A major contribution Bustamante made, among many, was on human rights and immigrant labor reform. He opened the door to several Mexican presidents for us, particularly Ernesto Galarza, to lobby against re-introducing Bracero Labor contracting. He started the monitoring of immigrant labor crossings along the US-Mexico border and that information is now the official Mexican data on Mexican migratory labor. The United Nations Human Rights Commission named him a Special Rapporteur on Mexicans in detention in the United States. The Organization for Economic Cooperation and Development (OECD), a non-governmental entity named him official Correspondent on international migratory issues given his expertise of Mexican labor.
For many years he taught at Notre Dame University, his alma mater, and at mine, the University of Texas at Austin. He wrote hundreds of Opinion Editorials, dozens of articles, and books, and was honored with Professor Emeritus status by both the COLEF and Notre Dame. He was dedicated to his family and his students. The day he died he was to teach his seminar on International Migrations and Human Rights. Now, several of us are going to finish the graduate course for him. My topic will be on the Flores v. Reno case about minors in detention, family separations, and the Settlement Agreement repeatedly violated by the US government. So much for the rule of law the US reminds the world, Jorge probably would have said.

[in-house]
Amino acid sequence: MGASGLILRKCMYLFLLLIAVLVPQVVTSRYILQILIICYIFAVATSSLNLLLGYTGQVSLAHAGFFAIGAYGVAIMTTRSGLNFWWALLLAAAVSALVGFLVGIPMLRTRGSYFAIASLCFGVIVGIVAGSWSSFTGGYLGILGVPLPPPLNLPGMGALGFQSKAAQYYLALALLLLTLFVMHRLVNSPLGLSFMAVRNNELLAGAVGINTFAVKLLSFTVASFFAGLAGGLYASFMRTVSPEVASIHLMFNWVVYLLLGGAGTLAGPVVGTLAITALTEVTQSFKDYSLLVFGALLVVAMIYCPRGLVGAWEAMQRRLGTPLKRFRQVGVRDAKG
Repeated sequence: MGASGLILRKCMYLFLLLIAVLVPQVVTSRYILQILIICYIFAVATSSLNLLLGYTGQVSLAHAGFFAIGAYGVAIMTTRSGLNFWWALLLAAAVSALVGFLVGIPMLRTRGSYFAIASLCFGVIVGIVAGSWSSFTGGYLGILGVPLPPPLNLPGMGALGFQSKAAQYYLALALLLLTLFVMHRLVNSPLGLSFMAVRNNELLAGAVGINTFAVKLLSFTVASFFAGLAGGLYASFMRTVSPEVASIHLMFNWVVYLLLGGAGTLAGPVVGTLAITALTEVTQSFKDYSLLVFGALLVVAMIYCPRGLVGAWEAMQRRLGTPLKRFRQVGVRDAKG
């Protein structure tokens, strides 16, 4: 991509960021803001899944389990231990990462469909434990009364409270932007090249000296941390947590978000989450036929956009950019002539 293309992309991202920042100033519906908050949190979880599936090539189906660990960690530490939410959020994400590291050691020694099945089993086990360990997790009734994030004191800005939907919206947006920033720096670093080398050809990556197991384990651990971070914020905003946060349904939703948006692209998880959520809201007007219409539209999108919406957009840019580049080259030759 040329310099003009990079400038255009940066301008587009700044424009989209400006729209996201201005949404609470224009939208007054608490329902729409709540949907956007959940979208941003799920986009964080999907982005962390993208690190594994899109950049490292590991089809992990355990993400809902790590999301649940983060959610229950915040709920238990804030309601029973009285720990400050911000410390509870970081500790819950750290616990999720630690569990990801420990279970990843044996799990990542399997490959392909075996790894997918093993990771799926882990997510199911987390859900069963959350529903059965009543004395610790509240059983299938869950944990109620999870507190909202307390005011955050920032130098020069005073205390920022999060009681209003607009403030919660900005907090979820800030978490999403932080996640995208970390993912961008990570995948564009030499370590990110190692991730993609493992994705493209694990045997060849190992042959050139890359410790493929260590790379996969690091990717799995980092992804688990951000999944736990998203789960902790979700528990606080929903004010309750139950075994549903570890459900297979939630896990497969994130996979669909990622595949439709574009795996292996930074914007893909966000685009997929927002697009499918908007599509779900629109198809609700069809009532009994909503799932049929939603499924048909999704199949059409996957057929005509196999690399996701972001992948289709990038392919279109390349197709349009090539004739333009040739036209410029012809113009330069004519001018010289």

Copyright by José Angel Gutiérrez. Photo of Jorge Bustamante meeting with Rodolfo Echevrria courtesy of Jesús Treviño. All other photos courtesy of photo archivist Alfonso Caraveo, El Colef and used with his permission.